Sequencing of the human genome is a marvel that has allowed science to understand the processes by which living organisms grow and develop. While mapping the genome has been a great advance in the field of physiology (the study of the healthy body), the greater value of the breakthrough lies in the field of pathology (the study of disease). While earlier advances in medical science explained illnesses caused by viruses, bacteria and environmental pollutants, DNA is the breakthrough that opens the door to understanding some of the most perplexing of illnesses.
Our understanding of the mechanisms that lead to technology project failure is also maturing. While the earliest works on the issue focused on overcoming the complexity of writing large computer programs, much of today’s thinking is based around the use of methodologies or project management techniques as a way to reduce risk and increase value.
While these advances have all contributed knowledge and helped address many of the causes of project failure, failure remains a very real part of today’s world. Reports indicate that delayed, failed and cancelled technology projects cost organizations billions of dollars annually and this year is no exception.
From flipping a few newspapers, I quickly identified more than $8 billion dollars worth of recent project failures. Ranging from the technical flaws that led to a write-off of as much as $5.6B at Her Majesty’s Revenue Collection Agency in the UK to the failure of Waste Management Inc.’s $100M Enterprise Resource Planning project in the USA, the costs can be high.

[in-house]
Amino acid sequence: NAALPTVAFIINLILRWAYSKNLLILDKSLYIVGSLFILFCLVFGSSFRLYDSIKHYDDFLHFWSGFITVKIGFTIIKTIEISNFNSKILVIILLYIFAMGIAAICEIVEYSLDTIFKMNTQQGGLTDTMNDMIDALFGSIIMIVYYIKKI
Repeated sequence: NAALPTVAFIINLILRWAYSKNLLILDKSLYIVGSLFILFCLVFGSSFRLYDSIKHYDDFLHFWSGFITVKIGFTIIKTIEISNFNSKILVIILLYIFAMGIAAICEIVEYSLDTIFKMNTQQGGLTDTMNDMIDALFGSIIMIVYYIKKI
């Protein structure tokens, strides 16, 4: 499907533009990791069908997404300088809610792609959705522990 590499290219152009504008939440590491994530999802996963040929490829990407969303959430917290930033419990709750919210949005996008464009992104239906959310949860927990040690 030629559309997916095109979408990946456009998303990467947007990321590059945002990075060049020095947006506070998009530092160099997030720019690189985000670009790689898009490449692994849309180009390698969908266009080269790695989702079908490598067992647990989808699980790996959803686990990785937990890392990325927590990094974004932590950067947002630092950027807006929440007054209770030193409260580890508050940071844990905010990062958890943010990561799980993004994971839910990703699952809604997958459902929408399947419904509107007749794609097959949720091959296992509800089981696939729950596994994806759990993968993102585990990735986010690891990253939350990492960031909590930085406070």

Much as DNA has helped medical science develop deeper insights, if the technology sector is to continue to improve success rates we need to understand projects at their most fundamental level. Seeing projects in their rawest form requires something of a gestalt shift. We are used to thinking about projects as sets of inter-dependent tasks (as represented by a Gantt chart), but at the most basic level, technology projects are built from thousands, if not millions of individual decisions. Be it developing the project’s vision, planning, designing, coding software, vendor selection, technology choice or even developing test cases, every step along the way requires decisions to be made.
Much like microscopic nucleotides of genetic information make up strands of DNA, the decisions made in a technology project form complex interwoven chains in which each decision becomes the basis (or context) for one or more subsequent decisions. The task centric Gantt chart view of a project is a radical simplification of this far more complex reality. Failure to understand the gap between the simplified view and reality is the breeding ground for project failure.
Robert Goatham is the principal of Calleam Consulting. Robert founded Calleam in response to the on-going challenges organizations face in developing the leadership skills necessary to successfully deliver today’s complex technology projects. Specializing in the study of failed projects, Robert translates hindsight from yesterday’s projects into the foresight needed to ensure tomorrow’s success. Robert has more than 20 years experience in the technology sector playing roles that include developer, technical lead, architect, quality manager, coach and senior project manager. As a public speaker, writer and trainer Robert provides audiences with insights that go beyond the theory of a text book and speak directly to the challenges people face in today’s workplace. Robert is passionate about helping organizations and individuals develop their skills. Visit www.calleam.com for more information.